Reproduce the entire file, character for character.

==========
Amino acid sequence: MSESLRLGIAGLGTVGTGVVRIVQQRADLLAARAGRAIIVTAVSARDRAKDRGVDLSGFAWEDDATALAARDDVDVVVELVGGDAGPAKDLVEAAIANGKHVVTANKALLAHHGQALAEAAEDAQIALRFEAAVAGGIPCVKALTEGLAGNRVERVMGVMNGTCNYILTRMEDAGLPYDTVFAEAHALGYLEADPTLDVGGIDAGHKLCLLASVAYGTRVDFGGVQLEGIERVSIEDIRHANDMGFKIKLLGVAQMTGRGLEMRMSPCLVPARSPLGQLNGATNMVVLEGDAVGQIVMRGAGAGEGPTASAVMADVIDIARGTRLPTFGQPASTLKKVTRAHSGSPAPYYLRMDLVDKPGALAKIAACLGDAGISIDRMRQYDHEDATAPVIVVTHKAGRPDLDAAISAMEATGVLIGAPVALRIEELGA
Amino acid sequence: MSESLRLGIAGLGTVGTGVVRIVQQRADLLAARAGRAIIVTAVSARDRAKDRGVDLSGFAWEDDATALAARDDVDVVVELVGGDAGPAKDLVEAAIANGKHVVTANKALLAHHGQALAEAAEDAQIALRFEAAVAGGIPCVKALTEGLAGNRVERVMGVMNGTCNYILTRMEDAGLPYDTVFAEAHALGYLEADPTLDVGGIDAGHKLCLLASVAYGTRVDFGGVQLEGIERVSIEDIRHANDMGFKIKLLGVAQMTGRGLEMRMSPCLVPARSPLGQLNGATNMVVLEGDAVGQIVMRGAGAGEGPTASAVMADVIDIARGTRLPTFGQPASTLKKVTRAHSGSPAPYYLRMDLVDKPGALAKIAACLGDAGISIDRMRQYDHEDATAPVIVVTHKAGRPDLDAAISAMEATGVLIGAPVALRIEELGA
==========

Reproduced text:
Amino acid sequence: MSESLRLGIAGLGTVGTGVVRIVQQRADLLAARAGRAIIVTAVSARDRAKDRGVDLSGFAWEDDATALAARDDVDVVVELVGGDAGPAKDLVEAAIANGKHVVTANKALLAHHGQALAEAAEDAQIALRFEAAVAGGIPCVKALTEGLAGNRVERVMGVMNGTCNYILTRMEDAGLPYDTVFAEAHALGYLEADPTLDVGGIDAGHKLCLLASVAYGTRVDFGGVQLEGIERVSIEDIRHANDMGFKIKLLGVAQMTGRGLEMRMSPCLVPARSPLGQLNGATNMVVLEGDAVGQIVMRGAGAGEGPTASAVMADVIDIARGTRLPTFGQPASTLKKVTRAHSGSPAPYYLRMDLVDKPGALAKIAACLGDAGISIDRMRQYDHEDATAPVIVVTHKAGRPDLDAAISAMEATGVLIGAPVALRIEELGA
Amino acid sequence: MSESLRLGIAGLGTVGTGVVRIVQQRADLLAARAGRAIIVTAVSARDRAKDRGVDLSGFAWEDDATALAARDDVDVVVELVGGDAGPAKDLVEAAIANGKHVVTANKALLAHHGQALAEAAEDAQIALRFEAAVAGGIPCVKALTEGLAGNRVERVMGVMNGTCNYILTRMEDAGLPYDTVFAEAHALGYLEADPTLDVGGIDAGHKLCLLASVAYGTRVDFGGVQLEGIERVSIEDIRHANDMGFKIKLLGVAQMTGRGLEMRMSPCLVPARSPLGQLNGATNMVVLEGDAVGQIVMRGAGAGEGPTASAVMADVIDIARGTRLPTFGQPASTLKKVTRAHSGSPAPYYLRMDLVDKPGALAKIAACLGDAGISIDRMRQYDHEDATAPVIVVTHKAGRPDLDAAISAMEATGVLIGAPVALRIEELGA